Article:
1. 1.5T coconut worked for me. The flavor made no difference that I could tell. Also, you can use refined, which has no flavor.

  3. @Rena, I haven’t tried it so I can’t say for sure, but you could probably use coconut oil. It would have a different flavor, of course, but it should work.

  4. I noticed many had my same question about the ghee. If lactose is the problem then it’s a good option, but if the protein is the problem it still cannot be used.

    I substituted the key with one and a half tablespoons of coconut oil after talking to some friends about it. It worked great!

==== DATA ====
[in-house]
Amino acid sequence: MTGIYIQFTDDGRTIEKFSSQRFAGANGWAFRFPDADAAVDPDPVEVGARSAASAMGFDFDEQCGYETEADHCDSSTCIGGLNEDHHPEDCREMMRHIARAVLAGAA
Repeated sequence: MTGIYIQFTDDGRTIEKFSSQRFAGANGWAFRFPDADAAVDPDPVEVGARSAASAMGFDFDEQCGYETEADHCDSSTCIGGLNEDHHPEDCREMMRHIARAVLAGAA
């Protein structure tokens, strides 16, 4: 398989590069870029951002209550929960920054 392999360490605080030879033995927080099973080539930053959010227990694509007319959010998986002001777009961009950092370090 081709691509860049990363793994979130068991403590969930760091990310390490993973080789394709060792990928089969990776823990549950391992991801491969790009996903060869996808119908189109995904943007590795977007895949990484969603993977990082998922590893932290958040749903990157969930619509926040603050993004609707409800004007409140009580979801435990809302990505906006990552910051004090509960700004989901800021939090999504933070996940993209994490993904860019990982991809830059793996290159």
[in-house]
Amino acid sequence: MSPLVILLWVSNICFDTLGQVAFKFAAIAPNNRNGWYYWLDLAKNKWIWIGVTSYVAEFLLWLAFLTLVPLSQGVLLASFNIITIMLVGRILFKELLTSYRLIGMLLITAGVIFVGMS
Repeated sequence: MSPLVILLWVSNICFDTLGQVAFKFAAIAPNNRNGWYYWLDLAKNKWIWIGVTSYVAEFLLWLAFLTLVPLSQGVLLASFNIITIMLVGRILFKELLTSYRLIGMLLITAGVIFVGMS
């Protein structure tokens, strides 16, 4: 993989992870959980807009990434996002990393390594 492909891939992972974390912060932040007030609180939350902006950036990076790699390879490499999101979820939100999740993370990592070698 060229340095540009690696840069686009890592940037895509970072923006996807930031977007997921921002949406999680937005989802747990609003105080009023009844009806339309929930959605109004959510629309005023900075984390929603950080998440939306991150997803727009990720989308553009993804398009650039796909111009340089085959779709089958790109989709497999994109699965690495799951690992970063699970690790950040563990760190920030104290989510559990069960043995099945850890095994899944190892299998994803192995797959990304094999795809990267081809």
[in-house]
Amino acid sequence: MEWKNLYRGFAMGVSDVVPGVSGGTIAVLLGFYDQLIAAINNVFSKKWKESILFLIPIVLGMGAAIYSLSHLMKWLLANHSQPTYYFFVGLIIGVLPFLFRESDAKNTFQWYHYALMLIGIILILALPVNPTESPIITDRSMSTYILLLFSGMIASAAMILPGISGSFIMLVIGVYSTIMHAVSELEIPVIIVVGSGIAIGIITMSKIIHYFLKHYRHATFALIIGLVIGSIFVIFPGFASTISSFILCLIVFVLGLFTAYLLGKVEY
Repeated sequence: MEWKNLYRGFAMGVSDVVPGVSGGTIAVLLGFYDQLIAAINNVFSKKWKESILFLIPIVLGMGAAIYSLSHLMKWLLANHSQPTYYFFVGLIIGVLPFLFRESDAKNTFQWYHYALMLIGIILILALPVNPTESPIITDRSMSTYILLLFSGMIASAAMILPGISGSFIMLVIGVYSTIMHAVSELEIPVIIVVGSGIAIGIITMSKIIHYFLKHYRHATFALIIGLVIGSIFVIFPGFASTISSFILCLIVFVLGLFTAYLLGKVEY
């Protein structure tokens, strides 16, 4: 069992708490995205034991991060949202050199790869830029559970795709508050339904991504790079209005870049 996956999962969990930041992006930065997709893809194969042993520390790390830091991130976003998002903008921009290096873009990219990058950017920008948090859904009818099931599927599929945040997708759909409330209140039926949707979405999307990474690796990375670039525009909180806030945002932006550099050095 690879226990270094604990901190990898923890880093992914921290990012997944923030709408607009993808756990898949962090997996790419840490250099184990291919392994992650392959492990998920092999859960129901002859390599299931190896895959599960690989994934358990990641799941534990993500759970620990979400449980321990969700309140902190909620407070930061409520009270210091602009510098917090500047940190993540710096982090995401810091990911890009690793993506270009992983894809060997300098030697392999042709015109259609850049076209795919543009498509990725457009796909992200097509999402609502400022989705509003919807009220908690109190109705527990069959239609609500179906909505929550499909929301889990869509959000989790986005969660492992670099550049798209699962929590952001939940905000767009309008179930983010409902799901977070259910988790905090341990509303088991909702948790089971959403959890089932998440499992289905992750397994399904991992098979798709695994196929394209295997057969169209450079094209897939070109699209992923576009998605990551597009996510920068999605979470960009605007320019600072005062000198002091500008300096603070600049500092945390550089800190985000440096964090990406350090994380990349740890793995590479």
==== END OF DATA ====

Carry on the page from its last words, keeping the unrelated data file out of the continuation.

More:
Also, I substituted a the honey for maple syrup and that also worked very well.

    The only thing I want to do differently next time is to add more vanilla. I like looooots of vanilla! 🙂

    My question is whether or not we can use peanut butter in place of the peanut butter powder. Can we? What ratio/measurement should we use?

  5. Has anyone tried using Lakanto in place of the honey? I’ll be making this as described with honey for my family, but for myself, I don’t tolerate any sugars well (and I’ll be sad, as I do love pudding). Thanks!

  6. I made the chocolate and it was really tasty. My question though is why did mine turn out stretchy/elastic? Did I overcook it, too high of heat? I’ve had this happen using cornstarch as well and I don’t know why. It doesn’t happen every time.